Network formation under the threat of disruption

Britta Hoyer

Research output: Book/ReportBookAcademic


The studies in this thesis are focused on the impact the presence of a network disruptor has on network formation models. In particular, we build two theoretical models to study the effect of network disruption on network formation and test the effect network disruption has on equilibrium selection in a laboratory experiment. We find that the network disruptor in each model we study has a significant effect on network formation and equilibrium selection. We first present a structural model of network design and disruption by modeling a two-stage full information game between a network designer and a network disruptor. We first investigate the threat of attack on the links of the network and then on the nodes of a network. Our results show that in a purely structural model between a network designer and a network disruptor the presence of a network disruptor leads to the network designer using additional links to build a robust network for relatively low linking costs and not connecting all nodes in one component for high linking costs. Thus, the network disruptor has a mostly negative effect, leading to over - or underconnectedness as compared to a benchmark case without a network disruptor. In the second part of this dissertation we then use the knowledge gained from this purely structural approach and look at the incentives of individual subjects in a network formation game, when the presence of a network disruptor is common knowledge. We introduce a network disruptor who can target the links of a network to a model of network formation in which the players are assumed to be rational, self-interested and myopic. In such a model in which the nodes themselves are individual players, the effect of a network disruptor is ambivalent. For low linking costs it leads to overconnectedness as compared to the benchmark case. However, for high linking costs it may lead to an increase in efficiency as connected networks are pairwise stable, while in the benchmark case only the empty network is pairwise stable. Finally in the network formation experiment, we find that overall groups almost exclusively reach an equilibrium network. They reach the empty network more often than the other two equilibria and also significantly more often when a network disruptor is present than when there is no disruptor. We test two competing hypotheses on the effect of a network disruptor on equilibrium selection, as his influence is either on the forwardlookingness of players or on their perceived risk. We find that the influence on the perceived risk is the dominant result. This implies that players will often end up in the empty network instead of a connected network. Overall the effect a network disruptor has on a network formation model thus depends on the model itself, as well as the costs of links and the possible equilibria. However, in all variants we have shown in this dissertation the presence of a network disruptor has a significant effect on the optimal network structure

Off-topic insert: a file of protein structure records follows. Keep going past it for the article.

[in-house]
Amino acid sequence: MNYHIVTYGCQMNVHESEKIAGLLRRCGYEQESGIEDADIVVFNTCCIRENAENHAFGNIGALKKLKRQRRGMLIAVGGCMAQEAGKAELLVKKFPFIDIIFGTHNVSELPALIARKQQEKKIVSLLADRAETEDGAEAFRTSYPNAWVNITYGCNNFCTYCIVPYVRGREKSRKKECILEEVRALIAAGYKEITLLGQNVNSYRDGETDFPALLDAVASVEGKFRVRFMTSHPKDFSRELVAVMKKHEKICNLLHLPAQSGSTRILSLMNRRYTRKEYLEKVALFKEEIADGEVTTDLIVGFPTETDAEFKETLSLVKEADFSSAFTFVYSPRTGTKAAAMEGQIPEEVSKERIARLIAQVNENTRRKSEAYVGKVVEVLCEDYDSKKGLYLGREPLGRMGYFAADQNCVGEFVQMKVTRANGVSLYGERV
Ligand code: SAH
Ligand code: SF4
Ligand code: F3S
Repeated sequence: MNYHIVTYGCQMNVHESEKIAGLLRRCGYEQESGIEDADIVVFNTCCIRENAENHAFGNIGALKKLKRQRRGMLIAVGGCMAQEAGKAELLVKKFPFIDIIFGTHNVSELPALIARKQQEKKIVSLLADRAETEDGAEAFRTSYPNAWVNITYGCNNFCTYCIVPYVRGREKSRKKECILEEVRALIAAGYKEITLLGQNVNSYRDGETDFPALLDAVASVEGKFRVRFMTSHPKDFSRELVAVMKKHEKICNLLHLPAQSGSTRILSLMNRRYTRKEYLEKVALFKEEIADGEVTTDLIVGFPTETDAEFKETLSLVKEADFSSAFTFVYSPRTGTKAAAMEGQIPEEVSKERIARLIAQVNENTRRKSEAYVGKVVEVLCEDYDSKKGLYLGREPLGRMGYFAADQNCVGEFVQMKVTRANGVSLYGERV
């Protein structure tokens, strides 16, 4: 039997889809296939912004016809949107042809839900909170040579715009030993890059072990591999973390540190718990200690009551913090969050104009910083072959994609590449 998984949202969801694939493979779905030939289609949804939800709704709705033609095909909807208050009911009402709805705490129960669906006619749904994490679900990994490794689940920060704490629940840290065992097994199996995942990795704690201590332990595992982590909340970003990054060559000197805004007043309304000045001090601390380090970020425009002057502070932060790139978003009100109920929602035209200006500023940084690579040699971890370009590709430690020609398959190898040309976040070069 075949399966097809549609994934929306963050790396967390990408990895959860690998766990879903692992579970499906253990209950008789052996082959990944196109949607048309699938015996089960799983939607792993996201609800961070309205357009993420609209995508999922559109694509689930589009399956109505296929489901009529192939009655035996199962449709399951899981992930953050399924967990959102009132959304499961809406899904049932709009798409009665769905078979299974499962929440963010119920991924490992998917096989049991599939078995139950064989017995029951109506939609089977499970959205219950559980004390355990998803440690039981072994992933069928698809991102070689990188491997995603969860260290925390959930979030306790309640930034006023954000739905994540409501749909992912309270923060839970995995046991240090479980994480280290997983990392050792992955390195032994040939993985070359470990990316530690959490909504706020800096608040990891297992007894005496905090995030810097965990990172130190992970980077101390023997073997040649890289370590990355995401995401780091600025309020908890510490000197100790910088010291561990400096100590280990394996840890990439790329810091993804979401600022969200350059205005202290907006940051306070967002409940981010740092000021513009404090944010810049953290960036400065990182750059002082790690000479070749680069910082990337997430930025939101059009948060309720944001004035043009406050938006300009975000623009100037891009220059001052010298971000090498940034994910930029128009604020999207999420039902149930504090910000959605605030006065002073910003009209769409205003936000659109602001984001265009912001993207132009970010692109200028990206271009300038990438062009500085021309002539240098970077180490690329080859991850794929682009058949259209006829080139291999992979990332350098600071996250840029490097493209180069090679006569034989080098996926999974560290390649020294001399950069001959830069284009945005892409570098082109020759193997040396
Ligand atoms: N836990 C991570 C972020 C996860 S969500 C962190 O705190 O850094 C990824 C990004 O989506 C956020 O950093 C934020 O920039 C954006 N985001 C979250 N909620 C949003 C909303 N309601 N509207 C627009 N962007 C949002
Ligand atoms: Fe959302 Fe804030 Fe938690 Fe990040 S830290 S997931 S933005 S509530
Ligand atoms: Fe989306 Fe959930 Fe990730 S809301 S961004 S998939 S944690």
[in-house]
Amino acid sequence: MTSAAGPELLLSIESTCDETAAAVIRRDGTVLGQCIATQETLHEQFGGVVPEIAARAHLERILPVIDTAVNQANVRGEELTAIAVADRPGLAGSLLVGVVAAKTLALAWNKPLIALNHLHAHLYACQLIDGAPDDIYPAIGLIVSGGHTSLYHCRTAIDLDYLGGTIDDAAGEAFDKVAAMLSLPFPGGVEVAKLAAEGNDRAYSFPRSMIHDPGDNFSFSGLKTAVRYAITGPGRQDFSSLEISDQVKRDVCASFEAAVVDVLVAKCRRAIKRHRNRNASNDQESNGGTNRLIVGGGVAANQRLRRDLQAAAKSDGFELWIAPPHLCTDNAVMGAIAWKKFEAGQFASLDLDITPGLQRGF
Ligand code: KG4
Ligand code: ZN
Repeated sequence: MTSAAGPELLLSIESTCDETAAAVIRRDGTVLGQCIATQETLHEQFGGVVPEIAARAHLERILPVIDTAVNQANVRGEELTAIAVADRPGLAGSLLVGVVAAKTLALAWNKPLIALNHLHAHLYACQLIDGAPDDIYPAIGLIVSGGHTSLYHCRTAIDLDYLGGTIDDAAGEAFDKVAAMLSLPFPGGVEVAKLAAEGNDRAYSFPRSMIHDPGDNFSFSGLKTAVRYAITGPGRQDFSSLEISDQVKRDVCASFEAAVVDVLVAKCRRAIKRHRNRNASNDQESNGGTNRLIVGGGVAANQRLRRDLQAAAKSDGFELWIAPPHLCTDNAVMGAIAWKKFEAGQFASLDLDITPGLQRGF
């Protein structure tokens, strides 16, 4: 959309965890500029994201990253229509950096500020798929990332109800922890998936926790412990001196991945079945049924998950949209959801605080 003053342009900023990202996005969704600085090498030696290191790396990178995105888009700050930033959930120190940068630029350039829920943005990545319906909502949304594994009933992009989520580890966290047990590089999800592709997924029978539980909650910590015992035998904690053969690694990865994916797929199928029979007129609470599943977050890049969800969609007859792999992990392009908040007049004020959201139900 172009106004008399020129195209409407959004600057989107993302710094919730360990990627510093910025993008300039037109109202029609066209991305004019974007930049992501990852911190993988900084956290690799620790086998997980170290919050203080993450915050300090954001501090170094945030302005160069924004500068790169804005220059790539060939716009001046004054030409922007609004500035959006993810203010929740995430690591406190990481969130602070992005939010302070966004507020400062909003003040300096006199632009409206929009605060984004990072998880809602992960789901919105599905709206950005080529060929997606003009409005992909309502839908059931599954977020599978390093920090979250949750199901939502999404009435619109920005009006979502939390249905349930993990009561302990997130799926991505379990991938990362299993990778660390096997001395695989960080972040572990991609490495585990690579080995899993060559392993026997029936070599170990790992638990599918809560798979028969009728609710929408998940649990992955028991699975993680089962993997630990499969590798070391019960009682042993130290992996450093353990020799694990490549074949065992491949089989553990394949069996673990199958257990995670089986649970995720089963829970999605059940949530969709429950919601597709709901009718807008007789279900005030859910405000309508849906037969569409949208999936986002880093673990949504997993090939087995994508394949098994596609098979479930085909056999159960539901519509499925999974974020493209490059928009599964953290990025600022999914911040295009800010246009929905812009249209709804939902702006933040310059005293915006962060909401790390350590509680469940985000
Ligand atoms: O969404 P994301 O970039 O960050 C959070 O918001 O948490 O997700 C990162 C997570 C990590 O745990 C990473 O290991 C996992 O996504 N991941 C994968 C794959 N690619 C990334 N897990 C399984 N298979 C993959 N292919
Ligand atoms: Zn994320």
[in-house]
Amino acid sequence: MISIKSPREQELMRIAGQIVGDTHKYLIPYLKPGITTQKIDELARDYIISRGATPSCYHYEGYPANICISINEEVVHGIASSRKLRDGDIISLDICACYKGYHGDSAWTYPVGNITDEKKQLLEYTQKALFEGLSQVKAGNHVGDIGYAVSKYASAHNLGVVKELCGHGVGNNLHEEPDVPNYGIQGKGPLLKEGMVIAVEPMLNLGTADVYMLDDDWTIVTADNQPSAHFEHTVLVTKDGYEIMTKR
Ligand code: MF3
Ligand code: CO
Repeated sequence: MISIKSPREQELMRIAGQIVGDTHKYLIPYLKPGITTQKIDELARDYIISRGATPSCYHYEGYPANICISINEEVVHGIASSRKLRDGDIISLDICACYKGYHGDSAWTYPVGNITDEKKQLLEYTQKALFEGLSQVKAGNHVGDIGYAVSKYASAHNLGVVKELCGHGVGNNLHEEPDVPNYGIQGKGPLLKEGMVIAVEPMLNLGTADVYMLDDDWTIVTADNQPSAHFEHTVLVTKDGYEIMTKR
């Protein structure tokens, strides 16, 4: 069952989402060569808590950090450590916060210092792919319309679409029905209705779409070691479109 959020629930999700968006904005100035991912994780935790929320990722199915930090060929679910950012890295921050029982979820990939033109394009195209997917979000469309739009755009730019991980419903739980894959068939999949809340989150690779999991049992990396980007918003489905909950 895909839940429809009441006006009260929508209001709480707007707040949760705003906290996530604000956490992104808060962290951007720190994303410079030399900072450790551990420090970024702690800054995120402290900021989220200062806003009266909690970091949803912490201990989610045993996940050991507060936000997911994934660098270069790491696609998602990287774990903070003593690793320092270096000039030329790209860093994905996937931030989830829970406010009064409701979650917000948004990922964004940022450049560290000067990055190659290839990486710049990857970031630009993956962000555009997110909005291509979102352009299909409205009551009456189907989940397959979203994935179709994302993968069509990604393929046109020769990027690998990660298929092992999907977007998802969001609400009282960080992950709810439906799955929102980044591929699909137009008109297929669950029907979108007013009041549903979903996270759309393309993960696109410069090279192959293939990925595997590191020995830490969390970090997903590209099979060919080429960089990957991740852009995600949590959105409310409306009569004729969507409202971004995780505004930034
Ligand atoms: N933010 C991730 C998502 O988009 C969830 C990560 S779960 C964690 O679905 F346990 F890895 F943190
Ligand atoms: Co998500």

Original languageEnglish
Number of pages222
ISBN (Print)978-90-816238-8-9
Publication statusPublished - 2013

Publication series

NameU.S.E. dissertation series


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